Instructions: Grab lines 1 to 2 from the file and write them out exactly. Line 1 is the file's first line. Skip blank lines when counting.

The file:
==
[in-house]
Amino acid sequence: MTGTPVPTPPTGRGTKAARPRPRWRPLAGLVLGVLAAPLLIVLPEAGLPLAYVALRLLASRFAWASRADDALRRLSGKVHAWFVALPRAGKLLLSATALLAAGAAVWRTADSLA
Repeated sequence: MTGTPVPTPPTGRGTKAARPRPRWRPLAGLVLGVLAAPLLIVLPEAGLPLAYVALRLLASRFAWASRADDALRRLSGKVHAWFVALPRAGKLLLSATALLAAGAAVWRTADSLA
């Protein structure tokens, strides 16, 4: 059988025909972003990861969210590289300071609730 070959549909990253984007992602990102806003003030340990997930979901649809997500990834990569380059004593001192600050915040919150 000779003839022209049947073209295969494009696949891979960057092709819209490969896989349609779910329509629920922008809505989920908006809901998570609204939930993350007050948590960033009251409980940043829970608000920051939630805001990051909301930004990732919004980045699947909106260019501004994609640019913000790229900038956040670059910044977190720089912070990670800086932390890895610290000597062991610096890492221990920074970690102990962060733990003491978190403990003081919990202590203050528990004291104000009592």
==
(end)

[in-house]
Amino acid sequence: MTGTPVPTPPTGRGTKAARPRPRWRPLAGLVLGVLAAPLLIVLPEAGLPLAYVALRLLASRFAWASRADDALRRLSGKVHAWFVALPRAGKLLLSATALLAAGAAVWRTADSLA